Tag Archives: UCL

Curator’s Diary 25/5/13: Advocating Ancient Egypt

At the beginning of this week I attended a conference at UCL entitled ‘Forming Material Egypt’. The themes of the meeting centred on how collections of ancient Egyptian and Sudanese objects have been formed, and how they might be researched and disseminated today. I gave a paper on the collection of Max Robinow (1846-1900), a Manchester cotton manufacturer who assembled an impressive collection of Egyptian antiquities and donated a large proportion of these to the Museum. Although sadly largely lacking in provenance, the Robinow collection raises questions about 19th Century styles of collecting and how to present such “cherry-picked” objects to museum audiences.

Forming Material Egypt 2

Participants at the ‘Forming Material Egypt’ conference

Papers ranged from the subject of individual collectors to the Cairo Museum Sale Room and material from specific sites. One session focussed on the use of databases in museums, and how these can best be used for the organisation and dissemination of knowledge about collections, and how they might inter-relate with one another. The complementary use of archives to contextualise collections, and the importance of archive material in university teaching, was a recurring theme. Another key point that emerged from discussions was the need to advocate ancient Egypt. This might seem odd, given the wealth of enthusiasm amongst Egyptologists in general, but targeted advocacy of our subject – of the type that attracts serious funding – remains the exception not the norm.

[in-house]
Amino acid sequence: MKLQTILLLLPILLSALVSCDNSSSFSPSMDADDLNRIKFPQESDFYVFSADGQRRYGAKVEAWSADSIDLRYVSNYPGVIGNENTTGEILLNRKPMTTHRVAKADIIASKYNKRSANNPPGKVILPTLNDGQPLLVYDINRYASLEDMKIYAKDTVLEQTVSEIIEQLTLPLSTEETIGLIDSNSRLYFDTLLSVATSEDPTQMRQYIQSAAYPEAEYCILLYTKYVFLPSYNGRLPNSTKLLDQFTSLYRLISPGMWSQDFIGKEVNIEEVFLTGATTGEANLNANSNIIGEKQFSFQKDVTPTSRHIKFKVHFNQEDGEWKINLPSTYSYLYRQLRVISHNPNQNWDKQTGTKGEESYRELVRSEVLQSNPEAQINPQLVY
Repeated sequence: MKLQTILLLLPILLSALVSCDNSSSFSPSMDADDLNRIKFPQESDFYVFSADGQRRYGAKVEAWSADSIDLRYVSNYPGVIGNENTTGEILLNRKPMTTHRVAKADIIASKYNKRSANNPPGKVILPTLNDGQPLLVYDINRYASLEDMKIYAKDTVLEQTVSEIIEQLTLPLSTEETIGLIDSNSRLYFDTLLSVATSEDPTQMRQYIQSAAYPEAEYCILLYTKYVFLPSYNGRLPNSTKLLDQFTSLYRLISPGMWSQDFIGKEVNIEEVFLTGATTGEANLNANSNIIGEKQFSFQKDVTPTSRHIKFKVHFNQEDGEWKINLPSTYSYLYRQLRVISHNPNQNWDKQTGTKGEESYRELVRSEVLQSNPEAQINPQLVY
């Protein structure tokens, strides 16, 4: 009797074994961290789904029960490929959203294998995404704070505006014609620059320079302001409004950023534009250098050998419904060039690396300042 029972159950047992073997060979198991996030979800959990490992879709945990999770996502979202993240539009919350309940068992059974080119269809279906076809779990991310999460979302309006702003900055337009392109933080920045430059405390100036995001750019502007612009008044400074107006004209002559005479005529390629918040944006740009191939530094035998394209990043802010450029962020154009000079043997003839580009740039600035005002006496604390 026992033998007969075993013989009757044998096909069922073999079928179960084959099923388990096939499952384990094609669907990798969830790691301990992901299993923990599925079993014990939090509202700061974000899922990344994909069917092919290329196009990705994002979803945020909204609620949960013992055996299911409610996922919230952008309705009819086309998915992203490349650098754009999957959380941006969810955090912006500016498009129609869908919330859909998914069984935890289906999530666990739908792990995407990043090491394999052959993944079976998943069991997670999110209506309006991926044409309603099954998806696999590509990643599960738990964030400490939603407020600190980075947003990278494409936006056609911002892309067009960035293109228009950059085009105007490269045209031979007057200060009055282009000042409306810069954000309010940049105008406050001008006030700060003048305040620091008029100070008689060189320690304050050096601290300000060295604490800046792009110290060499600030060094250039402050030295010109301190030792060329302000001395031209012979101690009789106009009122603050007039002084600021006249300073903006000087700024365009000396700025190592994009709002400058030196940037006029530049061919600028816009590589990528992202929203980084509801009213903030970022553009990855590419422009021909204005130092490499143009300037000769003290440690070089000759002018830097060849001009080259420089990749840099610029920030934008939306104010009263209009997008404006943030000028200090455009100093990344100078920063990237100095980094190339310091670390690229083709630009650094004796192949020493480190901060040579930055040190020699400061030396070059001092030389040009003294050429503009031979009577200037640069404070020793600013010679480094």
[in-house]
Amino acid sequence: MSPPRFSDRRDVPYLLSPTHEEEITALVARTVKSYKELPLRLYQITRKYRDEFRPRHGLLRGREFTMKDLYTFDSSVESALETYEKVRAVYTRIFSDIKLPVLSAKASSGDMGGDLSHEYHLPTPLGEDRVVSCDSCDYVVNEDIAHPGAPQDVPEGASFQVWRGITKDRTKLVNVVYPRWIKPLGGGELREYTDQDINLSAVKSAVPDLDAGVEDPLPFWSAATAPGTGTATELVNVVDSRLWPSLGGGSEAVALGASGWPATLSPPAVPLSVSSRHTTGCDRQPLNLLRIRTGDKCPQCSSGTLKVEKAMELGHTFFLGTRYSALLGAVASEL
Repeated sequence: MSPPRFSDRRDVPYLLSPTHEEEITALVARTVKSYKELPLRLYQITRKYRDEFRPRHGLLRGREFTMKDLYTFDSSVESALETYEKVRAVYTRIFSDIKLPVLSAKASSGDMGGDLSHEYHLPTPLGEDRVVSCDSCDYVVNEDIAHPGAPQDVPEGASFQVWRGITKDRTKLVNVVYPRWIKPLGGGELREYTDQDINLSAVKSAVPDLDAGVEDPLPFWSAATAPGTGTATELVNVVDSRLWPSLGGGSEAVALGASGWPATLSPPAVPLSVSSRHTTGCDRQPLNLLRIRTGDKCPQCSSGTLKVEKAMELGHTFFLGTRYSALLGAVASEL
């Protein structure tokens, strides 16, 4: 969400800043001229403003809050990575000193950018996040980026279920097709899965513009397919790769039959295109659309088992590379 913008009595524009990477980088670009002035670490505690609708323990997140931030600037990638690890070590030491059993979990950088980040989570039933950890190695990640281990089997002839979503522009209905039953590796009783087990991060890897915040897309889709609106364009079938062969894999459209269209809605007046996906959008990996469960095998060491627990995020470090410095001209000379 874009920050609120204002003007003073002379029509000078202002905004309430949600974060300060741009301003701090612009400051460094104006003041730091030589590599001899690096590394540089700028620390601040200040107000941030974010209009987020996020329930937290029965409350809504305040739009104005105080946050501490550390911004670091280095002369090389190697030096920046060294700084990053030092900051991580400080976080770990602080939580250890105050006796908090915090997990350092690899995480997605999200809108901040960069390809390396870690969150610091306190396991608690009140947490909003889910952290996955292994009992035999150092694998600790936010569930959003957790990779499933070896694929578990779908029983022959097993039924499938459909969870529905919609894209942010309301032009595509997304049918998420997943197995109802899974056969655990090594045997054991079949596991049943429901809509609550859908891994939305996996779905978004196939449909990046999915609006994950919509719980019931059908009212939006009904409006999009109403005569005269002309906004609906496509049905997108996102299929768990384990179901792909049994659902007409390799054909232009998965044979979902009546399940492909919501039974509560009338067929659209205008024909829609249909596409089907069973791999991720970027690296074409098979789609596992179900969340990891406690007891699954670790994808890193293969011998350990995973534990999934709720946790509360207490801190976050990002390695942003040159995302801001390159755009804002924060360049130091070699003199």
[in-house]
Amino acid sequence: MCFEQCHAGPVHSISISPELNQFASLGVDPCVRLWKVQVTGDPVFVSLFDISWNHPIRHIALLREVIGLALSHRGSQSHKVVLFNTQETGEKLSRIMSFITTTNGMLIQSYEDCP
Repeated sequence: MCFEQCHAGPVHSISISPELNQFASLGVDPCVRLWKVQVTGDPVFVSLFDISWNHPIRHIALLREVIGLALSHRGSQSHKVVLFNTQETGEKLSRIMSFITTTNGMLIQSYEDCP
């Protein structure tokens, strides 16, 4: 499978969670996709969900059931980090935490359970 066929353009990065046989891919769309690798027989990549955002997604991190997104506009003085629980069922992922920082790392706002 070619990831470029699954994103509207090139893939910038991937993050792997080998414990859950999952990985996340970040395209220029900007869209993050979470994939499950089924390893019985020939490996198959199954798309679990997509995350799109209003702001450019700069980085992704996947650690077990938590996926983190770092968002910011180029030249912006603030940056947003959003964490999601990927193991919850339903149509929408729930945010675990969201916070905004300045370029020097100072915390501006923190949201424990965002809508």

In post-Revolution Egypt, the security of objects and archaeological sites in Egypt is a pressing concern but many of the underlying issues (e.g. storage space, the position of regional museums vis-à-vis the ‘central’ collections) also apply to Britain. The conference aimed to provide practical propositions for collaboration and discussions, which involved several Egyptian colleagues, were hopefully the beginning of a new form of honest dialogue. As one participant pointed out, in the aftermath of the 2011 Revolution the treatment of Egyptian cultural heritage is at a critical, historic juncture.

 

This week I also took part in children’s television programme Blue Peter. Having filmed our latest CT-scan – of a Roman Period child mummy (Acc. no. 1769) – last month, I appeared on the live show to demonstrate how to ‘mummify an orange’ – an activity that we have run at the Museum for several years.

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Mummifying oranges with appropriately-attired Blue Peter presenters Helen and Barney.

 

With government plans to change curricula, it seems more important than ever for the Museum to advocate the study of ancient Egypt. The planned changes have potentially far-reaching implications. Where once Ancient Egypt might have been thought so popular as to “sell itself” – with school Egypt sessions experienced huge demand – if the planned changes go ahead then the Museum will have to find new ways to engage school groups with our Egyptian and Sudanese collections.